I will send you legislation to establish the Environmental Preservation Fund. This $200 million bond program will fund green space projects, protect valuable farmland, safeguard watersheds, and create new recreational opportunities for families through parks, trails and bike paths.

Our brownfield and environmental initiatives will help communities meet their own unique development needs and improve the lives of our citizens.

We will also seek to improve the quality of life for the most vulnerable members of our society - our children and seniors.

We recognize that some families in Ohio are working hard to stay off welfare and stay in the workplace. For many, healthcare is of paramount concern. We must also provide access to health care for those whose cash assistance may end later this year or thereafter.

Today, I am announcing that we will implement two new health benefits beginning July 1st - one for low-income families, the other for uninsured children in low to moderate-income families.

We will offer no-cost coverage to families with children with income up to the federal poverty level, and we will expand Healthy Start to cover uninsured children in families with incomes between 150 and 200 percent of the poverty level with a small annual premium.

We will expand efforts to make families aware of these benefits, including outreach through schools, Head Start, WIC programs, and daycare providers. And we'll simplify forms and allow families to apply through the mail with minimal hassle.

As we invest in families and children for stronger, healthier lives, we must also invest in those who have given so much to our state.

We all know that senior citizens prefer to remain in their homes and close to the things they hold most dear. With your help we have expanded home care programs under PASSPORT. But uncompetitive rates have resulted in delayed services for some seniors.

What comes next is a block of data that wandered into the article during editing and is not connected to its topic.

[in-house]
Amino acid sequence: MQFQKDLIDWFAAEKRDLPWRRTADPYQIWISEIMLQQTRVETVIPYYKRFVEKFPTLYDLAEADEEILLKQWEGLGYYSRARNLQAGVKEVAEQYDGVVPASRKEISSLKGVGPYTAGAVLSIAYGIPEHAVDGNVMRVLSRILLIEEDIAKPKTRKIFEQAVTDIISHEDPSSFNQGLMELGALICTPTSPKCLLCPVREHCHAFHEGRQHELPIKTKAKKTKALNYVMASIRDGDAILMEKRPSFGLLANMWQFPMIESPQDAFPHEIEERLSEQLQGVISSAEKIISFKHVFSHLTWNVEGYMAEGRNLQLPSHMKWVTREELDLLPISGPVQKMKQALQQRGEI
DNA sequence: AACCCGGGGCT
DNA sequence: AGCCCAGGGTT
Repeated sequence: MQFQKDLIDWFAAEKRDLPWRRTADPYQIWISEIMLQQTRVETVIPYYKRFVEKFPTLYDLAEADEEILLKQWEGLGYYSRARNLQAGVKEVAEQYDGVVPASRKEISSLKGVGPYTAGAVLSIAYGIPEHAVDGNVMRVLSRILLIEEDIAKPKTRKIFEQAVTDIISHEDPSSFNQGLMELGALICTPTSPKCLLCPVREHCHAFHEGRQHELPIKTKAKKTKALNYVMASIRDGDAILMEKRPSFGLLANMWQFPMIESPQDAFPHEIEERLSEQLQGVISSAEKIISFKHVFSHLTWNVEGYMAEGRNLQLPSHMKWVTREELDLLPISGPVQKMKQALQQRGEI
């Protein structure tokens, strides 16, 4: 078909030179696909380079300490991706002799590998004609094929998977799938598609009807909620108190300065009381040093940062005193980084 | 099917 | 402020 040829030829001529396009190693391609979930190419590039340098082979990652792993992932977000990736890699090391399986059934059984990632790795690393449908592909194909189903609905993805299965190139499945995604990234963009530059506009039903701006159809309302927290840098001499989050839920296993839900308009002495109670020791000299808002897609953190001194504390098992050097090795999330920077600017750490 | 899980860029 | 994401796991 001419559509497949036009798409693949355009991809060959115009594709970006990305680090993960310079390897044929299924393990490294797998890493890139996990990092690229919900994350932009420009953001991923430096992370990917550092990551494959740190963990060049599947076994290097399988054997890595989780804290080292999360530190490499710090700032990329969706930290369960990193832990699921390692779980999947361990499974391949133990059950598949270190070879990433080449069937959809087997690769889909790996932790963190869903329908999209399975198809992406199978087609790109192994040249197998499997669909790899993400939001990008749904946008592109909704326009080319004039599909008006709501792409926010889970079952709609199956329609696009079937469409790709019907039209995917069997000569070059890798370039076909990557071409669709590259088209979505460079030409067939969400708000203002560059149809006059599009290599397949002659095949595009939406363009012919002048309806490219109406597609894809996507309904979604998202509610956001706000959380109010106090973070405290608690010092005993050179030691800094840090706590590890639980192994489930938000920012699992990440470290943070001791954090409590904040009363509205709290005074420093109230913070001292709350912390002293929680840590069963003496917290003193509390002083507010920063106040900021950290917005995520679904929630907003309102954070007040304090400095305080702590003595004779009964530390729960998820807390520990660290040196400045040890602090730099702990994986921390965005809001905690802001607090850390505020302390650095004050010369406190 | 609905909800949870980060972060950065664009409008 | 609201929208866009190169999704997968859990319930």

Therefore, we will increase reimbursement for personal care and adult day care. All seniors should receive the care they need. They deserve no less!

Our quality of life involves more than just our jobs, our cities, our environment, and our health. It also involves the time we have to spend with each other and our families. State government can help ease the time crunch by becoming more efficient and customer friendly though technology.

In this day and age, with technology improving at blinding speed, we must take steps to keep up.

By some estimates, Internet traffic doubles every 100 days. We must harness the power of technology to improve the quality of our lives and free up more of our precious time. Many projects are already underway in state agencies:

At the Bureau of Workers Compensation, the Dolphin Project will enable customers to file claims, open accounts, and pay premiums on-line, 24 hours a day, seven days a week;

The Department of Insurance allows for on-line agent licensing, reducing approval times from four months to less than two weeks; and

Last year, nearly 14 percent of state tax returns were filed electronically, saving the state hundreds of thousands of dollars while speeding up refunds to taxpayers.

More projects - too numerous to mention here - are in the planning phase. But one I am pleased to announce today.

Under the leadership of Lt. Governor Maureen O'Connor, and with your support, Ohioans will be able to register their motor vehicles over the Internet by this time next year.

Ohioans without Internet access will be able to register by phone, and for those of you who cherish the annual wait in line, we'll still take registrations in person.